Mr. Denby to Mr. Blaine.
Peking, May 10, 1889. (Received June 19.)
Sir: I have the honor to inclose herewith a copy of my communication to the foreign office of the 4th instant, relating to the missionary troubles at Chi-nan-fu.
I inclose also a translation of the reply of the Yamên thereto.
The facts as reported to me by the head of the Presbyterian mission are stated in my communication.
In my dispatch No. 723 of October 6, 1888, I deemed it my duty to suggest to your predecessor that, in the event of all other means failing, [Page 109]it might be well to consider the propriety of my going in person to Chi-nan-fu, or sending a member of this legation, to endeavor to effect a settlement of this troublesome question. Such a trip would be very expensive, and I did not feel authorized to take it unless so directed by the Department, and unless authority were conferred to draw for the necessary funds.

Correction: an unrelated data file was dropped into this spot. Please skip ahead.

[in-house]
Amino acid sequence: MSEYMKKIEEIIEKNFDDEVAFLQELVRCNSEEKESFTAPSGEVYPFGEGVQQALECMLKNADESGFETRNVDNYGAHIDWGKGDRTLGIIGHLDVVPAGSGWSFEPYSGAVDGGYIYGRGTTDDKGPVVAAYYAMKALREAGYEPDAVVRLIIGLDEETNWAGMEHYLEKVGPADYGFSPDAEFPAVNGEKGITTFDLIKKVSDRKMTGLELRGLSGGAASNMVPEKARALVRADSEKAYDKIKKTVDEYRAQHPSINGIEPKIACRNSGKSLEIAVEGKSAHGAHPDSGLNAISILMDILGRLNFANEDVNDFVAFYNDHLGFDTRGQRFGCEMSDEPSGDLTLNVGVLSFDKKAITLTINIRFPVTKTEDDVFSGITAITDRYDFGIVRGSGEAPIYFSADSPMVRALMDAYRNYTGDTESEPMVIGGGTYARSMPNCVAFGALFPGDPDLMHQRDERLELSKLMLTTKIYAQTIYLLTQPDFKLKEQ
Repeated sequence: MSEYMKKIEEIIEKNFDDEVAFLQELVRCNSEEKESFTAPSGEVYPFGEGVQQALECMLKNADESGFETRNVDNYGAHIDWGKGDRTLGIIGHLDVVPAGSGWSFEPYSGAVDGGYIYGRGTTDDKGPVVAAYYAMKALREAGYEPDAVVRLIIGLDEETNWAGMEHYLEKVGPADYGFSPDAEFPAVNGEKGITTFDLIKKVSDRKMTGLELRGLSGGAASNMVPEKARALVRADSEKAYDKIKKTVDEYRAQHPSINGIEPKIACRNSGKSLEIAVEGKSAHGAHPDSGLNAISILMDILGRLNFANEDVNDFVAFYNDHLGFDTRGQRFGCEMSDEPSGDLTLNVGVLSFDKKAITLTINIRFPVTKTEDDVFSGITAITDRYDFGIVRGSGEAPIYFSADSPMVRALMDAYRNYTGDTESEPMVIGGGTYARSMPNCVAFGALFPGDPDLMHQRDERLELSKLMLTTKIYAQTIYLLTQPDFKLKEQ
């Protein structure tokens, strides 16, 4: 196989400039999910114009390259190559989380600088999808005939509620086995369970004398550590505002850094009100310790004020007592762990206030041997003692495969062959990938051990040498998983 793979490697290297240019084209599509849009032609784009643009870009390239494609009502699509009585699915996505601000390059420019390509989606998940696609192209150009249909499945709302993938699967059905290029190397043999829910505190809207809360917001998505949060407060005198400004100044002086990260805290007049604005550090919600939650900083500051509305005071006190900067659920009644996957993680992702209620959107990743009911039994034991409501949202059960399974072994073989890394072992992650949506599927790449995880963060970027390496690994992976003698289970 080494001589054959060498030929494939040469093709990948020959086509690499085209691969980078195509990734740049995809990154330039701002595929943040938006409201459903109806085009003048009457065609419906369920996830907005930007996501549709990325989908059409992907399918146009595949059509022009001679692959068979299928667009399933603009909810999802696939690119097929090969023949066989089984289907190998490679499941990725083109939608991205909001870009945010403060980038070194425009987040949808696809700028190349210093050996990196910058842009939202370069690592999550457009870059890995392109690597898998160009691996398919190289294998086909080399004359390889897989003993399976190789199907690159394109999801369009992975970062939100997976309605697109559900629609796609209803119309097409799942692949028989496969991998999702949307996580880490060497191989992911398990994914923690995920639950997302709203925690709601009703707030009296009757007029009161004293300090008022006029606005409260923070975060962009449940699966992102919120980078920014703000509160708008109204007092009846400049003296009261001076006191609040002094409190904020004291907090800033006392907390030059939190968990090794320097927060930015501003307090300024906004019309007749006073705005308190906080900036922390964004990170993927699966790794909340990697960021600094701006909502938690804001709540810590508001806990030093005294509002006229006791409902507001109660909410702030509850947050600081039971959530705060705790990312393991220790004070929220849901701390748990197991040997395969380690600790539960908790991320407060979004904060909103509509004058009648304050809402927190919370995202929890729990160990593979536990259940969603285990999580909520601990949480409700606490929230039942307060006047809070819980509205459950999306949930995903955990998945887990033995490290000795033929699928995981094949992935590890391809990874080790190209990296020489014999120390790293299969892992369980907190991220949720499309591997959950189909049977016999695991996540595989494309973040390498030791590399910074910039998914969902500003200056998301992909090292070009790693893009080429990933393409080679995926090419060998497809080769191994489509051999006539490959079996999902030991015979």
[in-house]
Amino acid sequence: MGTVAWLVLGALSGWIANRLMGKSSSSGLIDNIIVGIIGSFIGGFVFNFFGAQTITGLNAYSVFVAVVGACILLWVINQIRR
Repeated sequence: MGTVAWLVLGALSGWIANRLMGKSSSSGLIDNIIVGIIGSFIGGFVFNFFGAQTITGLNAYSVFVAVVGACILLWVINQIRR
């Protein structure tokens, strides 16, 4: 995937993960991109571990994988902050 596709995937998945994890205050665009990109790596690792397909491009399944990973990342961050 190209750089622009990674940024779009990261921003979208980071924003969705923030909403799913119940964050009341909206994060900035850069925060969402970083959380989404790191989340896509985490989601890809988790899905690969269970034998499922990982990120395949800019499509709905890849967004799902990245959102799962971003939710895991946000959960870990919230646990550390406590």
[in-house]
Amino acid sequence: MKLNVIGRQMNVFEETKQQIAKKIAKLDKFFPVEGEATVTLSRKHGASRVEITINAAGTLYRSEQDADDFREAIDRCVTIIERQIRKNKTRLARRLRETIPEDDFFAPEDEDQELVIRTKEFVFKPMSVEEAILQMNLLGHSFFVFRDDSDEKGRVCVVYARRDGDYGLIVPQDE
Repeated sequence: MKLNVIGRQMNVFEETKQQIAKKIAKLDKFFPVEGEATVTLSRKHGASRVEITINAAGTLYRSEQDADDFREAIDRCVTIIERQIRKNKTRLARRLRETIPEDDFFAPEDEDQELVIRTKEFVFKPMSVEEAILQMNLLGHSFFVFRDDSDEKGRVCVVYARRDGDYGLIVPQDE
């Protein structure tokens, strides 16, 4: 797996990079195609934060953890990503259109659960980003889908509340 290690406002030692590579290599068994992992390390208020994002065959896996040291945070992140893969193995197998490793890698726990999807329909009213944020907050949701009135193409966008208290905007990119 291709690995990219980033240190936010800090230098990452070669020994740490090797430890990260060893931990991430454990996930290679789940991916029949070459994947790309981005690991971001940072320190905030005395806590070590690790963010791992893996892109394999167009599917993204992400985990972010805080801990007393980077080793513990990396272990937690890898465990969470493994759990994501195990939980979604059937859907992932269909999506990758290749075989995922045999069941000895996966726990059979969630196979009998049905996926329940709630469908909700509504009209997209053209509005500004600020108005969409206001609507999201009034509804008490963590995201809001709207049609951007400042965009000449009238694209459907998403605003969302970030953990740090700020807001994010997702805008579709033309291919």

The missionaries agree with me in the opinion that personal intervention at Chi-nan-fu by one in authority offers the only means of securing favorable results. I have no personal desire to incur the fatigue of such a trip, but I am prepared to do so, if some time shall elapse and still nothing be done.
I therefore submit for your consideration the question whether I shall be authorized to go to Chi-nan-fu should all other means fail of success.
It must be remembered that the question of the right of the missionaries to acquire land at Chi-nan-fu has produced great annoyance to our fellow citizens, to the public, and this legation.
I have, etc.,